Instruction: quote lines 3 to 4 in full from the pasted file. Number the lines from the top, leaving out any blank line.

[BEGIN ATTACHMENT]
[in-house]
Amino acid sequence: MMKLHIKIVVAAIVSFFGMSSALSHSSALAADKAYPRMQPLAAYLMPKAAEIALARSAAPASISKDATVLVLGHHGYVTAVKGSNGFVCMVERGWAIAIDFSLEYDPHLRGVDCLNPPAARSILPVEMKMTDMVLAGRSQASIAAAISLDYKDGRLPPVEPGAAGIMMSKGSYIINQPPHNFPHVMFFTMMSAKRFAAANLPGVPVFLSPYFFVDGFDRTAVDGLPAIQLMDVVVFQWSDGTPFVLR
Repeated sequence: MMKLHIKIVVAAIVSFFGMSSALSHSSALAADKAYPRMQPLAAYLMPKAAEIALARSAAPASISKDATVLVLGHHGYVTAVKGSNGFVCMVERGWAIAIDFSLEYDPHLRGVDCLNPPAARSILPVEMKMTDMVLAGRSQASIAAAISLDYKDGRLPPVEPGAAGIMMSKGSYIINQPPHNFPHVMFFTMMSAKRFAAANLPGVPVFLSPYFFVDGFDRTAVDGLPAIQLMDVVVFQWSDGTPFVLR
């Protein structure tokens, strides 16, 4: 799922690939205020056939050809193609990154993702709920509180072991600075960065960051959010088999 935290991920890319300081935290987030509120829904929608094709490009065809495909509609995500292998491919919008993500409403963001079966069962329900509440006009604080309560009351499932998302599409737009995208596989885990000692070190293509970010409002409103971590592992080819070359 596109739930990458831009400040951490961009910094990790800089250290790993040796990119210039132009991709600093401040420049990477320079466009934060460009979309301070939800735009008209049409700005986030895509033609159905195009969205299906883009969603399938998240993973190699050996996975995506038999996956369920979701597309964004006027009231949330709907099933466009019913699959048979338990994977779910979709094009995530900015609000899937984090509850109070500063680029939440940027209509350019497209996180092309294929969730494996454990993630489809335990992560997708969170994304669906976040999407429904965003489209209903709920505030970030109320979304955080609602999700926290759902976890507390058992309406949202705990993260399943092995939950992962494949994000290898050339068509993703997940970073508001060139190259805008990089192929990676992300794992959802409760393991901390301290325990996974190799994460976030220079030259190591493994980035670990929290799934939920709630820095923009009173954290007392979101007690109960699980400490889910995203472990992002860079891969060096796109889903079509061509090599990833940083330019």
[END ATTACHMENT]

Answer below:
Repeated sequence: MMKLHIKIVVAAIVSFFGMSSALSHSSALAADKAYPRMQPLAAYLMPKAAEIALARSAAPASISKDATVLVLGHHGYVTAVKGSNGFVCMVERGWAIAIDFSLEYDPHLRGVDCLNPPAARSILPVEMKMTDMVLAGRSQASIAAAISLDYKDGRLPPVEPGAAGIMMSKGSYIINQPPHNFPHVMFFTMMSAKRFAAANLPGVPVFLSPYFFVDGFDRTAVDGLPAIQLMDVVVFQWSDGTPFVLR
């Protein structure tokens, strides 16, 4: 799922690939205020056939050809193609990154993702709920509180072991600075960065960051959010088999 935290991920890319300081935290987030509120829904929608094709490009065809495909509609995500292998491919919008993500409403963001079966069962329900509440006009604080309560009351499932998302599409737009995208596989885990000692070190293509970010409002409103971590592992080819070359 596109739930990458831009400040951490961009910094990790800089250290790993040796990119210039132009991709600093401040420049990477320079466009934060460009979309301070939800735009008209049409700005986030895509033609159905195009969205299906883009969603399938998240993973190699050996996975995506038999996956369920979701597309964004006027009231949330709907099933466009019913699959048979338990994977779910979709094009995530900015609000899937984090509850109070500063680029939440940027209509350019497209996180092309294929969730494996454990993630489809335990992560997708969170994304669906976040999407429904965003489209209903709920505030970030109320979304955080609602999700926290759902976890507390058992309406949202705990993260399943092995939950992962494949994000290898050339068509993703997940970073508001060139190259805008990089192929990676992300794992959802409760393991901390301290325990996974190799994460976030220079030259190591493994980035670990929290799934939920709630820095923009009173954290007392979101007690109960699980400490889910995203472990992002860079891969060096796109889903079509061509090599990833940083330019």